Travel Guide Oceania Polynesia New Zealand South Island Otago Region Dunedin



Railway Station in Dunedin

Railway Station in Dunedin

© amyruth85

Dunedin (Ōtepoti in Maori) is located on the south-eastern coast of New Zealand's South Island, on the Otago Peninsula. It is home to numerous 19th century buildings from an era when it was New Zealand's largest city. It is home to the University of Otago, New Zealand's oldest university and the South Island's largest employer. During the university summer holiday (November - February), the city is notably quieter as a result.



Sights and Activities

  • Dunedin Railway Station is the city's most important architectural building.
  • Otago University is the country's oldest university. There are some nice grounds to walk around and good local cafés and bars nearby.
  • The Royal Albatross colony at Taiaroa Head is the world's only mainland nesting site of albatrosses.
  • Otago Museum was founded in 1868 and has a collection of 2 million+ artifacts and specimens from the fields of natural science and human history.
  • Otago Settlers Museum.
  • Dunedin Public Art Gallery is New Zealand's oldest public art gallery and houses a considerable collection of works from various eras by New Zealand and overseas artists. It has one of the largest collections of works by Frances Hodgkins, who was born in the city.
  • Carisbrook is the city's main sporting venue, and a good place to catch some rugby.
  • Otakou marae is a Maori church / meeting-house that gave the Otago Peninsula its name.
  • Larnach Castle
  • Cadbury World, run by the Cadbury Chocolate Company, allows an insight into the running of a chocolate factory. Full tours (75 minutes) run from Monday to Friday and cost $18 per adult (16+), $12 per child and free for under 5 year olds. On the weekends a shortened tour (45 mins) costs $12 per adult and $7 per child. The tours run from 9:00am to 3:15pm, with extended hours during school holidays.
  • Speight's offers tours of its brewery. $19 for adults, $7 for children (under 18), free for children under 5. Tours run at 10:00am, 12:00 noon, 2:00pm, 6:00pm and 7:00pm Mondays-Thursdays. Friday to Sunday they run at 10:00am, 12:00pm, 2:00pm, 4:00pm and 6:00pm. [1]
  • Hare Hill is a lovely 60 acre farm located in Deborah Bay on the north side of the Otago Harbour, close to historic Port Chalmers and only 20 minutes drive from Dunedin. Hare Hill offers horse riding suitable for the beginner right through to the more advanced rider throughout the year.



Events and Festivals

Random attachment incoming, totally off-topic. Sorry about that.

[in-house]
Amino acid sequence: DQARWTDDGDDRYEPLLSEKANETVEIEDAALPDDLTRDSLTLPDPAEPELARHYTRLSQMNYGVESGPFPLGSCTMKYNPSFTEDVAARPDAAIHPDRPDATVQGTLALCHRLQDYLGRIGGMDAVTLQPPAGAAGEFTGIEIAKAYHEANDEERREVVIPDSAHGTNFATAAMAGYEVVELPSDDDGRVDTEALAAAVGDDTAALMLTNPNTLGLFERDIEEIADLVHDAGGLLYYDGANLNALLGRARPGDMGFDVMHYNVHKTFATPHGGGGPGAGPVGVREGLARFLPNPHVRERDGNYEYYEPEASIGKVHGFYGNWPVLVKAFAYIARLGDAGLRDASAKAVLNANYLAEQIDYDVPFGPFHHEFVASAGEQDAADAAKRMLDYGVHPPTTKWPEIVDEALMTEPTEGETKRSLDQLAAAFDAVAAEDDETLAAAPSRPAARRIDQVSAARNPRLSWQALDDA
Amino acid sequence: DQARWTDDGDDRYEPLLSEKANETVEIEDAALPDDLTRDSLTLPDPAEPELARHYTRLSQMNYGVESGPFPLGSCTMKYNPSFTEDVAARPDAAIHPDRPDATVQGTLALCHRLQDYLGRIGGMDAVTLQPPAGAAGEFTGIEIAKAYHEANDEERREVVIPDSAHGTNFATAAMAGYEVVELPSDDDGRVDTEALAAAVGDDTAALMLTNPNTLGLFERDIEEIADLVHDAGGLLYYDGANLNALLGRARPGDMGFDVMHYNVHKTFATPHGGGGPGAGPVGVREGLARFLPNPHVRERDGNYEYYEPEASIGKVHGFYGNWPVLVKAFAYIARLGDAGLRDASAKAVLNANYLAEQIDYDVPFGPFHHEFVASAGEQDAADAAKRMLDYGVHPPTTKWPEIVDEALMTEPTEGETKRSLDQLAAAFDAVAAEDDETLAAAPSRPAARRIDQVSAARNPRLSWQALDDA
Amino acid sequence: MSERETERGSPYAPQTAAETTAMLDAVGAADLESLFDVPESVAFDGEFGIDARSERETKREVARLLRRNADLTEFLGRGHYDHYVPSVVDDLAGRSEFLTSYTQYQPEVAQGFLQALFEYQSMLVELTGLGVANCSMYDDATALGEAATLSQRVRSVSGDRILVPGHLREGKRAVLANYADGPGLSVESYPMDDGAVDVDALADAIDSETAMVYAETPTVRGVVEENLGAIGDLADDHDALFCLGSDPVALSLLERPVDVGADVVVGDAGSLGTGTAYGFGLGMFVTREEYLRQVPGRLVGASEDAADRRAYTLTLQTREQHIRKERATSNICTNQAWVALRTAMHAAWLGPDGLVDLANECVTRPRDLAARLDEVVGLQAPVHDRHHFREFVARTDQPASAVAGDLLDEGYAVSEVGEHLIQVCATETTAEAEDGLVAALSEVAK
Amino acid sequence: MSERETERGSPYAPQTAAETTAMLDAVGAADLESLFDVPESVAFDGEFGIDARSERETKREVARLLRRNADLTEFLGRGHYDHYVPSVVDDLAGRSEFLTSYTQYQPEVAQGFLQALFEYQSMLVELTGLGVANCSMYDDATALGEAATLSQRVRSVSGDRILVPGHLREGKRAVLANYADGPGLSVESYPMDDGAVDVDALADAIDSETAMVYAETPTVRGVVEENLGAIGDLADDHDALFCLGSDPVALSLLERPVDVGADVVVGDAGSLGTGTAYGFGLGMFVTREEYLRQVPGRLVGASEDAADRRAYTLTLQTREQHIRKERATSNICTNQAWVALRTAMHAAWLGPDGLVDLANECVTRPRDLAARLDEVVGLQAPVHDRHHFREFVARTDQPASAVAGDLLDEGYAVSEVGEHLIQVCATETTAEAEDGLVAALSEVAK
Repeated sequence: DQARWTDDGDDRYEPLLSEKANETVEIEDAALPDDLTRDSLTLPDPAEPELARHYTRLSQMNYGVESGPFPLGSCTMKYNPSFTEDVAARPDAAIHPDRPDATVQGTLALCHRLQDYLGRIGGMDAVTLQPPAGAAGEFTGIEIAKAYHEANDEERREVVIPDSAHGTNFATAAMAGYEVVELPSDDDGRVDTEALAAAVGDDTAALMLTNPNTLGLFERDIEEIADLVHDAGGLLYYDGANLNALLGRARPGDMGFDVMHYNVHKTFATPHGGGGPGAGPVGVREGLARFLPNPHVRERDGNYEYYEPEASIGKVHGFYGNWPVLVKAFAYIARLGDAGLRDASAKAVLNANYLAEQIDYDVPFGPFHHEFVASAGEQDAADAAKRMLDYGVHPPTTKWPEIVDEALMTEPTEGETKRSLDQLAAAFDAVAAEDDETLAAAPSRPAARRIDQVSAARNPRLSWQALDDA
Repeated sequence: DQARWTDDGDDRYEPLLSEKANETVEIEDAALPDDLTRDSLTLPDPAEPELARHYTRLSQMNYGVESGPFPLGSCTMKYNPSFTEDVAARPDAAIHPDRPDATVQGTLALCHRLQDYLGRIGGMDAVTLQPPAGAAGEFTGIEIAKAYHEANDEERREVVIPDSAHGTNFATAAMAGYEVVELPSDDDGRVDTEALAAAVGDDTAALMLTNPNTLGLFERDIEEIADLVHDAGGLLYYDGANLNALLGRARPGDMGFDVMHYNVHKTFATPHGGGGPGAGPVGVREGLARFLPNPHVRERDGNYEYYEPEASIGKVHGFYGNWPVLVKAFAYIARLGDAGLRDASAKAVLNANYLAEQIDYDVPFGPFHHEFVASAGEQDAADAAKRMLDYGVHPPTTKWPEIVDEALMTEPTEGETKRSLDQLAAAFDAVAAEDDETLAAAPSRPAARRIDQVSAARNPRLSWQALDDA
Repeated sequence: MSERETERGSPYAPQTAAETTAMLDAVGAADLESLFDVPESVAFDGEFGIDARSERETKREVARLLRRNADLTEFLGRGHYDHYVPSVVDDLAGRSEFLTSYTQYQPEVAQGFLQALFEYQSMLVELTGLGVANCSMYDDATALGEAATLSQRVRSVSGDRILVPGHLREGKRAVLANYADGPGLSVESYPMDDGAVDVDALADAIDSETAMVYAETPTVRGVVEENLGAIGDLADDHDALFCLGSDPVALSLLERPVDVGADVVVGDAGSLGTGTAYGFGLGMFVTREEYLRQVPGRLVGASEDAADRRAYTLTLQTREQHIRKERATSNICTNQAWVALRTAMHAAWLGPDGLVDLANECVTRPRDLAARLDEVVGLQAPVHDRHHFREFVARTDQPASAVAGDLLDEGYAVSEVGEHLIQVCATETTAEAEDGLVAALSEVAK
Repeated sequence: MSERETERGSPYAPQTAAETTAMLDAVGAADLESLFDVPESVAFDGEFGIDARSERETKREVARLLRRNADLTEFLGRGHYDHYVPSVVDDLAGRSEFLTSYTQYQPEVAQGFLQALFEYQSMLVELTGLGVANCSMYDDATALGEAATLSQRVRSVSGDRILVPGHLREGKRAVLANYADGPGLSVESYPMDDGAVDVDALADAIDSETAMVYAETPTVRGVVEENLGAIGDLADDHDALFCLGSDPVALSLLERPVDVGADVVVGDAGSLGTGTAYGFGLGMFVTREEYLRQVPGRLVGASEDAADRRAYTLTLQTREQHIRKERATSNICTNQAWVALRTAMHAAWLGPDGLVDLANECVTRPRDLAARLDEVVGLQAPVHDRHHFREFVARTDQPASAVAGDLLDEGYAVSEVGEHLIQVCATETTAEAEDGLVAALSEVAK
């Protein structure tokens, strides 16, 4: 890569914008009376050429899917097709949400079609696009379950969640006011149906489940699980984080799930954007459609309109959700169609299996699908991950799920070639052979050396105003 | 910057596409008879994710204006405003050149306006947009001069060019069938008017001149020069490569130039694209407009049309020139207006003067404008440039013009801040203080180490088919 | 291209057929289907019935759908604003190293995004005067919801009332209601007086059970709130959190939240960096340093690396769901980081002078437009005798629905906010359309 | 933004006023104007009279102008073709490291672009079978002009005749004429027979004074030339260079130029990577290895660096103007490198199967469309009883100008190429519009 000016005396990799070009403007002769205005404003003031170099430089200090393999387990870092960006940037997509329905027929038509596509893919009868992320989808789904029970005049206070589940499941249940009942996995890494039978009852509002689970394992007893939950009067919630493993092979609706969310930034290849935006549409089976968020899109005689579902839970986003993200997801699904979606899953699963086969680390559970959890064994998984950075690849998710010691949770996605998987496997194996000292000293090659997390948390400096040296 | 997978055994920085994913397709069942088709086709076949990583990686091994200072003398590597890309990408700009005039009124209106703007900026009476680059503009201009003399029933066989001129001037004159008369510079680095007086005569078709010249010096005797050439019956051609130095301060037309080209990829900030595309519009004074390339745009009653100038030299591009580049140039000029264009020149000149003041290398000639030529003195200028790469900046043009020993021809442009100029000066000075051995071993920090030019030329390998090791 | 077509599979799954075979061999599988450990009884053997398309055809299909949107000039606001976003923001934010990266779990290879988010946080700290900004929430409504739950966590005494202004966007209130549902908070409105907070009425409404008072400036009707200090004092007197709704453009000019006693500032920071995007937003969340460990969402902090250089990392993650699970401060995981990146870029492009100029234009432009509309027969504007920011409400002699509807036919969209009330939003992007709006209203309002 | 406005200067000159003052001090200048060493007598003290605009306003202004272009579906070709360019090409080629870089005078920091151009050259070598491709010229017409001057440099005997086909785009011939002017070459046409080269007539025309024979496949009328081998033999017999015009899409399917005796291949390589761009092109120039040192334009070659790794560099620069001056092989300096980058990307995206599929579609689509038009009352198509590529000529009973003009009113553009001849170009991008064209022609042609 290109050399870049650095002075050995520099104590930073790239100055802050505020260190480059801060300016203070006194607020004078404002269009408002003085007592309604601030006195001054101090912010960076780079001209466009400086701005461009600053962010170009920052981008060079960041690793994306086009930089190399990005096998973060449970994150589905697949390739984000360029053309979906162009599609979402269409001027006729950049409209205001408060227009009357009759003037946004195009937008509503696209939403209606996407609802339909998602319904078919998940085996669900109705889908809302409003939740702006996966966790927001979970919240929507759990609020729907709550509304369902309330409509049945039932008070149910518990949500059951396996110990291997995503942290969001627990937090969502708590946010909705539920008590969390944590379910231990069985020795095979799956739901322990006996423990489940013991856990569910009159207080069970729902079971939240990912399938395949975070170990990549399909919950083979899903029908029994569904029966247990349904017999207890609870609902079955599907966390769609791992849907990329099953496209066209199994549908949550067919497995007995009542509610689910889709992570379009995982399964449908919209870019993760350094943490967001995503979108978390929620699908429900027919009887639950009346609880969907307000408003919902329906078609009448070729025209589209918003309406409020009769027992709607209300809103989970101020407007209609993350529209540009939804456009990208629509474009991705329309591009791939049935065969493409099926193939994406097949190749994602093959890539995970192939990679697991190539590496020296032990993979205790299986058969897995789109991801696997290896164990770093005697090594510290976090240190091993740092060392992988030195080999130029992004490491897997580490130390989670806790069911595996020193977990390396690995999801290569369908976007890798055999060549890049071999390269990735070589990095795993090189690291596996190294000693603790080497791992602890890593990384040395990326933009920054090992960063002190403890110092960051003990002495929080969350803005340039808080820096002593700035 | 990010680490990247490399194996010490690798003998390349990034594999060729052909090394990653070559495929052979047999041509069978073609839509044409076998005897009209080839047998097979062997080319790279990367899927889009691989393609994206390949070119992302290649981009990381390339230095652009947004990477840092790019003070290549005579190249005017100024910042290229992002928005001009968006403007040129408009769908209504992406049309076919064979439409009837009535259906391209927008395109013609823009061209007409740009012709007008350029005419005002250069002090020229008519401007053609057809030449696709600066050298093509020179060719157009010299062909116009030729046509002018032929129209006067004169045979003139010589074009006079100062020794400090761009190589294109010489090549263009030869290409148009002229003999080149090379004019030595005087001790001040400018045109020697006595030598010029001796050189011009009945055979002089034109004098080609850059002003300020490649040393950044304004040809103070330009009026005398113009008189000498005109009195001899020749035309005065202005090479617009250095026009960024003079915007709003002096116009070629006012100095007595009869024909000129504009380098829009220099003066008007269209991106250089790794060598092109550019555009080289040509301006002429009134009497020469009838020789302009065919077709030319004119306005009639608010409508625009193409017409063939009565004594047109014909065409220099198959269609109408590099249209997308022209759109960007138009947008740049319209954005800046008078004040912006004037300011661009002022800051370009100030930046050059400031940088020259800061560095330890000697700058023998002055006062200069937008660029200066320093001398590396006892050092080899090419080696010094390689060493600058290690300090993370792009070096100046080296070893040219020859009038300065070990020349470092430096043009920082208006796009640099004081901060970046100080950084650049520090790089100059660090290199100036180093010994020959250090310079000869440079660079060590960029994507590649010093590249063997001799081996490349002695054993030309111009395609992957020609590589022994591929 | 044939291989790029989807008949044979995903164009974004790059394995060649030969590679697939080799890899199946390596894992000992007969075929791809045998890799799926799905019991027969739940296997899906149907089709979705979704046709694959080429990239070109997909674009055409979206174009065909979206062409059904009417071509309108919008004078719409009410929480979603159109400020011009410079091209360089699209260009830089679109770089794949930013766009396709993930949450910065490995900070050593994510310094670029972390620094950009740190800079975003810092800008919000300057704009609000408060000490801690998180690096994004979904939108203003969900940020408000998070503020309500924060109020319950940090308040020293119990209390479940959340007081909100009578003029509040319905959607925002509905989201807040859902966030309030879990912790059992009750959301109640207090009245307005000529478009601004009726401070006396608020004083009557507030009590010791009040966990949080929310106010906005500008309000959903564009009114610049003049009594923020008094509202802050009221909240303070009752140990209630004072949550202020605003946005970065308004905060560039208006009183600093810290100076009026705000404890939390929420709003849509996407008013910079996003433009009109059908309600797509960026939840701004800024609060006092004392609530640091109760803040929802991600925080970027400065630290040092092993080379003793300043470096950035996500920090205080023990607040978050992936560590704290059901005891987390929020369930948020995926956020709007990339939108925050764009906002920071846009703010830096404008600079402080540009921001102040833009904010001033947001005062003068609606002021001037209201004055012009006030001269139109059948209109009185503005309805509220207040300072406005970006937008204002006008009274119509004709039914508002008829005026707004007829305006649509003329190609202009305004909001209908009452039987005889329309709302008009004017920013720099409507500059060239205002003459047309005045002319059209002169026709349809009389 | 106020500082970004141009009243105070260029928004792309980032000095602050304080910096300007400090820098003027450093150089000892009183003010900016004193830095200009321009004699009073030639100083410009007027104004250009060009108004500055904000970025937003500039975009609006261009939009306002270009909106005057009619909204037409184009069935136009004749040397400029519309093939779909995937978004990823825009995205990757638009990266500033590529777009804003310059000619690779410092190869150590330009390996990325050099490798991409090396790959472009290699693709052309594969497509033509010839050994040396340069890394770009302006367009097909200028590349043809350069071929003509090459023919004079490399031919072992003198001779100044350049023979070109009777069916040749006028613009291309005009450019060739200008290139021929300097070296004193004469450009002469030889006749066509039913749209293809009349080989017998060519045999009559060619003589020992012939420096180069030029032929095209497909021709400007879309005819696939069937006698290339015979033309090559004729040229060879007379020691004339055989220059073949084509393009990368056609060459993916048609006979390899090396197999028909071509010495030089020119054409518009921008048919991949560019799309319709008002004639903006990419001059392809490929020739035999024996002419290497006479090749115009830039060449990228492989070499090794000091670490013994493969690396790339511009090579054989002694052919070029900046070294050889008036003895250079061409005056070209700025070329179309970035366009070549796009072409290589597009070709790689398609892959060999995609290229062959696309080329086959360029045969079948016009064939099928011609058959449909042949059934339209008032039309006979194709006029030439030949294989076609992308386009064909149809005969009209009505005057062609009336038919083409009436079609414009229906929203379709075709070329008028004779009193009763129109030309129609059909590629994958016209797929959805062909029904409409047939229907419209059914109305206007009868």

The climate of Dunedin in general is temperate; however the city is recognised as having a large number of microclimates and the weather conditions often vary between suburbs mostly due to the city's topographical layout. The city's climate is also greatly modified by its proximity to the ocean. This leads to mild summers and cool winters. Winter is frosty but sunny, snowfall is common but significant snowfall is uncommon (perhaps every two or three years), except in the inland hill suburbs such as Halfway Bush and Wakari, which tend to receive a few days of snowfall each year. Spring can feature "four seasons in a day" weather, but from November to April it is generally settled and mild. Temperatures during summer can reach over 30 °C.

Dunedin has relatively low rainfall in comparison to many of New Zealand's cities, with only some 750 millimetres recorded per year. Despite this fact it is sometimes misguidedly regarded as a damp city, probably due to its rainfall occurring in drizzle or light rain (heavy rain is relatively rare). Dunedin is one of the cloudiest major centres in the country, recording approximately 1650 hours of bright sunshine per annum.Prevailing wind in the city is mainly a sometimes cool southwesterly and during late spring will alternate with northeasterlies. Warmer, dry northwest winds are also characteristic Föhn winds from the northwest. The circle of hills surrounding the inner city shelters the inner city from much of the prevailing weather, while hills just to the west of the city can often push inclement weather around to the west of the city.

Avg Max18.9 °C18.9 °C17.4 °C15.5 °C12.8 °C10.3 °C9.9 °C11 °C12.9 °C14.8 °C16 °C17.4 °C
Avg Min11.5 °C11.5 °C10.3 °C8.3 °C5.8 °C3.8 °C3.2 °C4.1 °C5.7 °C7.2 °C8.6 °C10.4 °C
Rainfall84.2 mm73.8 mm89.2 mm71.4 mm87.7 mm90.1 mm100.1 mm91.6 mm70.6 mm90.3 mm77.4 mm87.8 mm
Rain Days10.99.19.910.412.210.91011.110.513.512.513.6



Getting There

By Plane

Dunedin International Airport (DUD) has a number of flights. Air New Zealand flies to/from Auckland, Christchurch and Wellington.
Virgin Blue, operated by Pacific Blue, flies to/from Christchurch, Auckland and Brisbane.